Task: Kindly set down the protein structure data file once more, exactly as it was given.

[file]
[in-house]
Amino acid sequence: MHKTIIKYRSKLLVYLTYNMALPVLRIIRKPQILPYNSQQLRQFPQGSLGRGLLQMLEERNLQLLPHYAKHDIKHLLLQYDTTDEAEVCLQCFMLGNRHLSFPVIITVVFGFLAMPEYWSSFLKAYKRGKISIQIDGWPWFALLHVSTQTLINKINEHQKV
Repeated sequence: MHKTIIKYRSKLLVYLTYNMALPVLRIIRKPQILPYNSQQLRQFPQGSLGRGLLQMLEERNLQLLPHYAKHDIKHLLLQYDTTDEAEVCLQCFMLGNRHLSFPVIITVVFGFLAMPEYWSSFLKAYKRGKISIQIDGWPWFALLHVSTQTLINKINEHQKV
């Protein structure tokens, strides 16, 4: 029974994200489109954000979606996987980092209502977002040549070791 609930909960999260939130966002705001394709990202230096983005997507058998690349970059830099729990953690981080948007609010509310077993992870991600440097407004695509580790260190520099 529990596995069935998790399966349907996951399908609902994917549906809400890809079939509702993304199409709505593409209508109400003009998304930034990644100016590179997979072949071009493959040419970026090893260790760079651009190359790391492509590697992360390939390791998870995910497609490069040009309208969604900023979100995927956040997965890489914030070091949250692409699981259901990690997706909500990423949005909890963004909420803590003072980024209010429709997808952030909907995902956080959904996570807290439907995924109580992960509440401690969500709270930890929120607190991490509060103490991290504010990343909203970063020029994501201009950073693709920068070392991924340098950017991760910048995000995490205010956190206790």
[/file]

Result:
[in-house]
Amino acid sequence: MHKTIIKYRSKLLVYLTYNMALPVLRIIRKPQILPYNSQQLRQFPQGSLGRGLLQMLEERNLQLLPHYAKHDIKHLLLQYDTTDEAEVCLQCFMLGNRHLSFPVIITVVFGFLAMPEYWSSFLKAYKRGKISIQIDGWPWFALLHVSTQTLINKINEHQKV
Repeated sequence: MHKTIIKYRSKLLVYLTYNMALPVLRIIRKPQILPYNSQQLRQFPQGSLGRGLLQMLEERNLQLLPHYAKHDIKHLLLQYDTTDEAEVCLQCFMLGNRHLSFPVIITVVFGFLAMPEYWSSFLKAYKRGKISIQIDGWPWFALLHVSTQTLINKINEHQKV
């Protein structure tokens, strides 16, 4: 029974994200489109954000979606996987980092209502977002040549070791 609930909960999260939130966002705001394709990202230096983005997507058998690349970059830099729990953690981080948007609010509310077993992870991600440097407004695509580790260190520099 529990596995069935998790399966349907996951399908609902994917549906809400890809079939509702993304199409709505593409209508109400003009998304930034990644100016590179997979072949071009493959040419970026090893260790760079651009190359790391492509590697992360390939390791998870995910497609490069040009309208969604900023979100995927956040997965890489914030070091949250692409699981259901990690997706909500990423949005909890963004909420803590003072980024209010429709997808952030909907995902956080959904996570807290439907995924109580992960509440401690969500709270930890929120607190991490509060103490991290504010990343909203970063020029994501201009950073693709920068070392991924340098950017991760910048995000995490205010956190206790």